Chef Duy Pham opens new location for Japanese food spot Hana Matsuri

Chef Duy Pham almost left the restaurant industry altogether when he departed from his executive chef role at For[a]ged in the Dairy Block three months ago.

“I’m kind of at that age where I need to do this because I love to do this. or I need to do less of it before I no longer like the industry, which was where I was headed,” he said.

Luckily, the Vietnamese chef, who rose to local restaurant industry fame in his 20s while working for now-shuttered restaurants like The Normandy and Tante Louise, decided to stick around. Pham has now partnered with restaurateurs Steve and Jessie Liu on a third Hana Matsuri, a Japanese fusion restaurant with locations in Westminster and Lakewood.

But Pham has put his own flair on the new spot, which opened last month at 658 S. Colorado Blvd. in Glendale. He’s started an omakase program (only at this location) for $150 per person with 20 or more rotating items on the menu each night, depending on what fresh fish and seafood he can get his hands on.

“The second I walked into the restaurant, it felt right,” Pham said. “I finally felt like I was home.”

Before his new gig, Pham was tired of the monotonous routine of daily restaurant life, especially when he was tied to a set menu at For[a]ged. So during his brief hiatus, he made custom furniture and knives, catered a few special events and sold Pokemon cards to subsidize his income.

“The problem was, it’s stressful,” he said about those part-time gigs. “At least at For[a]ged, I knew every single week I would have a paycheck.” But now, “I wasn’t creating or making people happy like I used to. There’s no instant gratification for furniture or knives. I kind of lost my purpose.”

When Pham was ready to get back out there, he had a line of opportunities waiting for him, some of which were out of state, which he said was out of the question. “I’ve basically been here my whole life, and that’s not something I’d compromise, no matter how much money I was making,” he said. Other roles were just a bit too corporate for his liking as a hands-on chef.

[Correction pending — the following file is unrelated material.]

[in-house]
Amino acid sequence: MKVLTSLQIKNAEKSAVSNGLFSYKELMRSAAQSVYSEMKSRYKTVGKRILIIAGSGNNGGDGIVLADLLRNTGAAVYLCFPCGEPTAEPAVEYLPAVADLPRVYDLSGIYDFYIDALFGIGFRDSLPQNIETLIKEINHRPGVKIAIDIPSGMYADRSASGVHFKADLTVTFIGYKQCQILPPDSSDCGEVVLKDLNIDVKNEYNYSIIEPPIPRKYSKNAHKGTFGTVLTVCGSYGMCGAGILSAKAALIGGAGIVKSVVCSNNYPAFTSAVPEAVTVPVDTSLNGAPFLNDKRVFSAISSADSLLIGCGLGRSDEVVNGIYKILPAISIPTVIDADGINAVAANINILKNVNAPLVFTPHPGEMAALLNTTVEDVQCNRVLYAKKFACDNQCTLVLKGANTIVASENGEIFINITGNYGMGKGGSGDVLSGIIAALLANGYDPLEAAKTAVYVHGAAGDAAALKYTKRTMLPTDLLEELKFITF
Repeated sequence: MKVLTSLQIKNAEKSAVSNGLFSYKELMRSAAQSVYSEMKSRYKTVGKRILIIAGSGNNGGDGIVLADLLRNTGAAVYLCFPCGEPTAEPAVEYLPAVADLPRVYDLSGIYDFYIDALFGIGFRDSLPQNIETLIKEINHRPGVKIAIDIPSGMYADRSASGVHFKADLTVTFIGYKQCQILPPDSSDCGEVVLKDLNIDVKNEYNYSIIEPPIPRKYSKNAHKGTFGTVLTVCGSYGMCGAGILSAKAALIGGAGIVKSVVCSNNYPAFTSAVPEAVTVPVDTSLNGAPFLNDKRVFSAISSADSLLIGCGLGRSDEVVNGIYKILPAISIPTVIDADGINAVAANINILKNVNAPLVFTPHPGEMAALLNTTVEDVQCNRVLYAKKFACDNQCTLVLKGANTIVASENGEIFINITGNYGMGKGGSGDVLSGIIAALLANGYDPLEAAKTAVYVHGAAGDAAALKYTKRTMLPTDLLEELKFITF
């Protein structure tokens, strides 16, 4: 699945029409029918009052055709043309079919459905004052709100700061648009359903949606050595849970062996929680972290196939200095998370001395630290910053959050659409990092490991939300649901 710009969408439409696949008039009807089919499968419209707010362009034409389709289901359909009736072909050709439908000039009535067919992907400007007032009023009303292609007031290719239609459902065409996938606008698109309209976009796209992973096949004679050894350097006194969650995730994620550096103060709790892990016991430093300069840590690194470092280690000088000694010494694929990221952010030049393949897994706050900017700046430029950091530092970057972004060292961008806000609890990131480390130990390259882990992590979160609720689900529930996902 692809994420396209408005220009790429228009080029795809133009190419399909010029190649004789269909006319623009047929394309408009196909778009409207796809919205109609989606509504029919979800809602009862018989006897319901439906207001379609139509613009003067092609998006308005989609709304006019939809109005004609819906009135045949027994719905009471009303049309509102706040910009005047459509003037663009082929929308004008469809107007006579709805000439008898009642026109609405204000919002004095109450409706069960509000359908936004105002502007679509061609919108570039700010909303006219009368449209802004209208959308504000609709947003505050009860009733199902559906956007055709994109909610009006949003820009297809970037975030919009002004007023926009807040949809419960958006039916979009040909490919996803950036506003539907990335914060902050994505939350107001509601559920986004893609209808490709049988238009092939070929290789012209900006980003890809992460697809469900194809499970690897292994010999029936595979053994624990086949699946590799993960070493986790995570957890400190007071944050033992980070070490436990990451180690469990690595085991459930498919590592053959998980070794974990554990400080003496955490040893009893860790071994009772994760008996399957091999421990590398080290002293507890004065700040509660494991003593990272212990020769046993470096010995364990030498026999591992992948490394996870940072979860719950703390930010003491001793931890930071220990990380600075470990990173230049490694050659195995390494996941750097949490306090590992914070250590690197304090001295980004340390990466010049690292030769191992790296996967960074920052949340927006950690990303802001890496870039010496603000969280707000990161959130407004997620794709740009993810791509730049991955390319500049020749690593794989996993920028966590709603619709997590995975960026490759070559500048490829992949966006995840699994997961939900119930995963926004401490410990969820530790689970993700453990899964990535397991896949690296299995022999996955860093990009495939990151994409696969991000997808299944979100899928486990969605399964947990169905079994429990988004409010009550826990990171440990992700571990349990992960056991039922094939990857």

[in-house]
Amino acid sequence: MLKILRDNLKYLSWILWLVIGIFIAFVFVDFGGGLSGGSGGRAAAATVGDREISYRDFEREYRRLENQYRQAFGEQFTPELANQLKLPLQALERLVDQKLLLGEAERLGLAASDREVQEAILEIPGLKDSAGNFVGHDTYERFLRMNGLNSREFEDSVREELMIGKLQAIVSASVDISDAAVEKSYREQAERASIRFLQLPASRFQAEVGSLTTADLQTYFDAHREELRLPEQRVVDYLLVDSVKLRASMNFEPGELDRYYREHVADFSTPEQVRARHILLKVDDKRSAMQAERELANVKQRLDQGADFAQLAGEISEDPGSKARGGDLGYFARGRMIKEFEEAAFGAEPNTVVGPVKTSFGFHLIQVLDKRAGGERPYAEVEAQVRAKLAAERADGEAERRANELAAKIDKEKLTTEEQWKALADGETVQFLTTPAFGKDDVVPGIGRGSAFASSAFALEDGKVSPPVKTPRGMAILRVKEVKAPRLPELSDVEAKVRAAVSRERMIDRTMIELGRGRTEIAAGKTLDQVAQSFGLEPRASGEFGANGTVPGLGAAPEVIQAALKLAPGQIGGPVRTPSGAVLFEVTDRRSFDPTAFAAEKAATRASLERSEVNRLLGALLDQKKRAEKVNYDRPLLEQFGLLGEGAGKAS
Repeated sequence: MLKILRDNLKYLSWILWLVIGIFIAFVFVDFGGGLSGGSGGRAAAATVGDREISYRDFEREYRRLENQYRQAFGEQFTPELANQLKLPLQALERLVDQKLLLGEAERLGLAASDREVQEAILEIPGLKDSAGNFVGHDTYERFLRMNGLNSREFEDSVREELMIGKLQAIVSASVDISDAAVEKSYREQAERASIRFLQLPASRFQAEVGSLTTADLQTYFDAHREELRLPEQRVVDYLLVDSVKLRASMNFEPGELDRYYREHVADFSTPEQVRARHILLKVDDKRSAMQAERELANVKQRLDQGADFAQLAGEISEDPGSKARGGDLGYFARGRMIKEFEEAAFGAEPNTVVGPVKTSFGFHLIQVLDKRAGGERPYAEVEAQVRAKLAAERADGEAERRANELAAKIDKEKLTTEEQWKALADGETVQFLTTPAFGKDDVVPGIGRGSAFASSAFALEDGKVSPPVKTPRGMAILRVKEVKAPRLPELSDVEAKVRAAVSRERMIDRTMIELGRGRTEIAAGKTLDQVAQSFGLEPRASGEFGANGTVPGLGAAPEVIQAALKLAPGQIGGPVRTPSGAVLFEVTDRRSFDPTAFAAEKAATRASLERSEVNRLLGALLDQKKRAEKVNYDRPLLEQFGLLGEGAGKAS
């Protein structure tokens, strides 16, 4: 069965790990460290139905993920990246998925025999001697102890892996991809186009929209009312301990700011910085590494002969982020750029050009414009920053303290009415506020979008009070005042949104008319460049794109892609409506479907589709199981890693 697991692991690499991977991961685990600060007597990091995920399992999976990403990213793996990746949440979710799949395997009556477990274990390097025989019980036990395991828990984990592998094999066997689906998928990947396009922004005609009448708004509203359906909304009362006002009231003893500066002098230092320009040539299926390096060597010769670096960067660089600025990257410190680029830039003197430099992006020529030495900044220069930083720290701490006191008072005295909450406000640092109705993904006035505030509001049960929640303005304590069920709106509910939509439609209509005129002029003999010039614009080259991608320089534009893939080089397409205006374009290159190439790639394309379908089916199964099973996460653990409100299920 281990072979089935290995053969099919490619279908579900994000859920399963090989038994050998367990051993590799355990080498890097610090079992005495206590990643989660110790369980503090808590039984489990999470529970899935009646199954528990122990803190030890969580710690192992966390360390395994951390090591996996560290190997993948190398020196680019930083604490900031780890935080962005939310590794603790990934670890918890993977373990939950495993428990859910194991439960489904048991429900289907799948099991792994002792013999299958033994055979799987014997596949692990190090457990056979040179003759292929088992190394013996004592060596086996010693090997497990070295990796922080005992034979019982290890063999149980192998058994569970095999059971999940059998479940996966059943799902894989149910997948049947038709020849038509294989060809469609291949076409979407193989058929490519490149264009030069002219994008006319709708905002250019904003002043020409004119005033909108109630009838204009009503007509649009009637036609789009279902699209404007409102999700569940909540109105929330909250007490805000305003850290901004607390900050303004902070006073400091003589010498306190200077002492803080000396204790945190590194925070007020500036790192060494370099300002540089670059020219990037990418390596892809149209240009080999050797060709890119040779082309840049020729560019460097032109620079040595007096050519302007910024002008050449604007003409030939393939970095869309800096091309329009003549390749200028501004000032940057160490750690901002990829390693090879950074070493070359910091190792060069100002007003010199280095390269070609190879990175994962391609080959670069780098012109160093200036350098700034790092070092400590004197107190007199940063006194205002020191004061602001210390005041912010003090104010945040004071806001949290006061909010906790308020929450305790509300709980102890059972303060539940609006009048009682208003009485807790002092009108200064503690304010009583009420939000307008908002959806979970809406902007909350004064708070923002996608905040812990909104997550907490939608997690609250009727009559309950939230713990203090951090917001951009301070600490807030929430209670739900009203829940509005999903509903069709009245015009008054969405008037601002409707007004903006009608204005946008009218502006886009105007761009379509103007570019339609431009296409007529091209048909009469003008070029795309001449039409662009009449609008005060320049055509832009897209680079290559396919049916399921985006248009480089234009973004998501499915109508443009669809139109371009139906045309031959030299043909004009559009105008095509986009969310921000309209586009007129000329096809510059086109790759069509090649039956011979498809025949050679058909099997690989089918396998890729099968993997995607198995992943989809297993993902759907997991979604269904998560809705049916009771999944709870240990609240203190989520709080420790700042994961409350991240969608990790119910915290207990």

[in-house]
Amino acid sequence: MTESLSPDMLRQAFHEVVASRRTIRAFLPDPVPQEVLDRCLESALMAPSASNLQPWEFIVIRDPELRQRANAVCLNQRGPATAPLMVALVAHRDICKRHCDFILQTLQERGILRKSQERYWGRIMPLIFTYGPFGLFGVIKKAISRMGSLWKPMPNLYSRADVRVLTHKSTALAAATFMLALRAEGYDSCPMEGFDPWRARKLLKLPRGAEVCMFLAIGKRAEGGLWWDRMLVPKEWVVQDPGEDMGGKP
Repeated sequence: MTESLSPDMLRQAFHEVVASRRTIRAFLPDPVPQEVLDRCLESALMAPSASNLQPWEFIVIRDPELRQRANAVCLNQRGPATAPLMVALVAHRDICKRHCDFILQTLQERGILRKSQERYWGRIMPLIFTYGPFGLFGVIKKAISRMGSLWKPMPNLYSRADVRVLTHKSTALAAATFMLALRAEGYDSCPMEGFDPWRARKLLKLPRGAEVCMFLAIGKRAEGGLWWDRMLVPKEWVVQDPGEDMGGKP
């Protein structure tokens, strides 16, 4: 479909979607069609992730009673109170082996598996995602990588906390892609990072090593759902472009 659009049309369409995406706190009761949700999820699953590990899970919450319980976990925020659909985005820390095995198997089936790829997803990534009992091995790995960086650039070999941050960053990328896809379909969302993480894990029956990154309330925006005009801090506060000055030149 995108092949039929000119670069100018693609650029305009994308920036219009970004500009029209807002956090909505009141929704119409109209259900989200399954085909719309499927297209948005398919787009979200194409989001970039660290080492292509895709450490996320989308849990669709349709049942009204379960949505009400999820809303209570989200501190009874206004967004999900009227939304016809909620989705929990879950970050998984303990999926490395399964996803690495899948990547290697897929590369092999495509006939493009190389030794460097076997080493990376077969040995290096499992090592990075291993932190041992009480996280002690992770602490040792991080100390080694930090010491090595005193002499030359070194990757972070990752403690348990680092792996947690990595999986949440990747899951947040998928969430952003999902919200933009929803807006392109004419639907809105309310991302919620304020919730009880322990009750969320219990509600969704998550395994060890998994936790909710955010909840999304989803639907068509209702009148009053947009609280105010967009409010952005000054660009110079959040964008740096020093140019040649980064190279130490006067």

When Pham got in touch with Steve Liu — who also owns Land of Sushi in Centennial and Kyoto Ramen in downtown Denver — he was initially trying to help a friend land a job as a sushi chef. But when Liu heard that Pham was a free agent, he decided to create a position just for him.

Pham is now part-owner of Kyoto Ramen in LoDo, helping the Lius revamp the menu, as well as Hana Matsuri’s Glendale location.

“[Steve] told me I could do my food, make people happy and create, and that’s exactly what I wanted to do,” Pham said. “It’s a dream I don’t have to worry about labor costs, food costs or someone calling out sick. I felt like losing my purpose ended up helping me find my real one.”

Pham’s omakase menu changes every night. Whether sitting at the sushi bar or a table, guests can indulge in at least 20 courses of delicate creations, like bluefin tuna with seared foie gras and truffles or a smoked tomato, lobster and Dungeness crab bisque. He’s using his own Vietnamese upbringing, plus classic French and Japanese cooking techniques to turn whatever quality ingredients he can get his hands on into an experience for the guest, whether that’s A5 wagyu from Japan, uni from Santa Barbra and Japan, live scallops, razor clams, lobsters or oysters.

“This is the first time I’ve worked with an owner that has experience as a chef, so he understands me and my vision,” Pham said. “Having an owner who cares more about the quality of the food and product than the bottom line is so refreshing.

Whatever he doesn’t use on the omakase menu, Pham will make a daily special out of the ingredients. For example, one day he was craving a tuna fish salad sandwich after buying a whole bluefin tuna, so he made his own upscale version on some Japanese milk bread, and guests were able to order it later that night. “Our specials sheet alone has more dishes than most restaurants’ menus,” Pham said. He said the response from clientele has been great, and he’s already letting some of his regulars help plan his specials for weeks ahead.

“I’ve been in the industry so long, and when I was young and hungry, I would put in 14 to 16-hour days,” Pham said. “But the more experience I had in the industry, the fewer hours I wanted to work. Now, they’re not making me work long hours, but I look forward to putting in those 16-hour days like I used to, and I’m having dreams about food just like I did when I was younger.”

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